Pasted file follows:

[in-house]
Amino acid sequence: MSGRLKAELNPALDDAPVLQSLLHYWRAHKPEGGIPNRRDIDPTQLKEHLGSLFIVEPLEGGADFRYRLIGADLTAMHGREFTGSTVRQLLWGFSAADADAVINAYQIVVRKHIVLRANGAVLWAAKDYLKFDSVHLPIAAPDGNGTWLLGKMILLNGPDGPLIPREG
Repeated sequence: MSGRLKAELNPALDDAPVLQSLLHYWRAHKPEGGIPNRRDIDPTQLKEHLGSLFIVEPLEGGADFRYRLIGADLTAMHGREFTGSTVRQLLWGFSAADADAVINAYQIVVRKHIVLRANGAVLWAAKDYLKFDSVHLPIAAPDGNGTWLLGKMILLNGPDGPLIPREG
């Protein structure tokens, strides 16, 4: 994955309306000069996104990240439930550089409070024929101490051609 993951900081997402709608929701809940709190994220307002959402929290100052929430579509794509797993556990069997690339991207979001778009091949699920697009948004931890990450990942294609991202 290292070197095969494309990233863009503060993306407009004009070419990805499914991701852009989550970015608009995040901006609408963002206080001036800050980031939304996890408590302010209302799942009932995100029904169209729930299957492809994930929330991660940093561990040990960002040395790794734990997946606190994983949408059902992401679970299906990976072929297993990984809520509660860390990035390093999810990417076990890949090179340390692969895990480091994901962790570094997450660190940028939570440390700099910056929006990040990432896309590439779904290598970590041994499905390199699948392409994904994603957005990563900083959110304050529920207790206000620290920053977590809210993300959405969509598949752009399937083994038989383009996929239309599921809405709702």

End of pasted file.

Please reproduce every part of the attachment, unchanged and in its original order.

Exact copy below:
[in-house]
Amino acid sequence: MSGRLKAELNPALDDAPVLQSLLHYWRAHKPEGGIPNRRDIDPTQLKEHLGSLFIVEPLEGGADFRYRLIGADLTAMHGREFTGSTVRQLLWGFSAADADAVINAYQIVVRKHIVLRANGAVLWAAKDYLKFDSVHLPIAAPDGNGTWLLGKMILLNGPDGPLIPREG
Repeated sequence: MSGRLKAELNPALDDAPVLQSLLHYWRAHKPEGGIPNRRDIDPTQLKEHLGSLFIVEPLEGGADFRYRLIGADLTAMHGREFTGSTVRQLLWGFSAADADAVINAYQIVVRKHIVLRANGAVLWAAKDYLKFDSVHLPIAAPDGNGTWLLGKMILLNGPDGPLIPREG
């Protein structure tokens, strides 16, 4: 994955309306000069996104990240439930550089409070024929101490051609 993951900081997402709608929701809940709190994220307002959402929290100052929430579509794509797993556990069997690339991207979001778009091949699920697009948004931890990450990942294609991202 290292070197095969494309990233863009503060993306407009004009070419990805499914991701852009989550970015608009995040901006609408963002206080001036800050980031939304996890408590302010209302799942009932995100029904169209729930299957492809994930929330991660940093561990040990960002040395790794734990997946606190994983949408059902992401679970299906990976072929297993990984809520509660860390990035390093999810990417076990890949090179340390692969895990480091994901962790570094997450660190940028939570440390700099910056929006990040990432896309590439779904290598970590041994499905390199699948392409994904994603957005990563900083959110304050529920207790206000620290920053977590809210993300959405969509598949752009399937083994038989383009996929239309599921809405709702």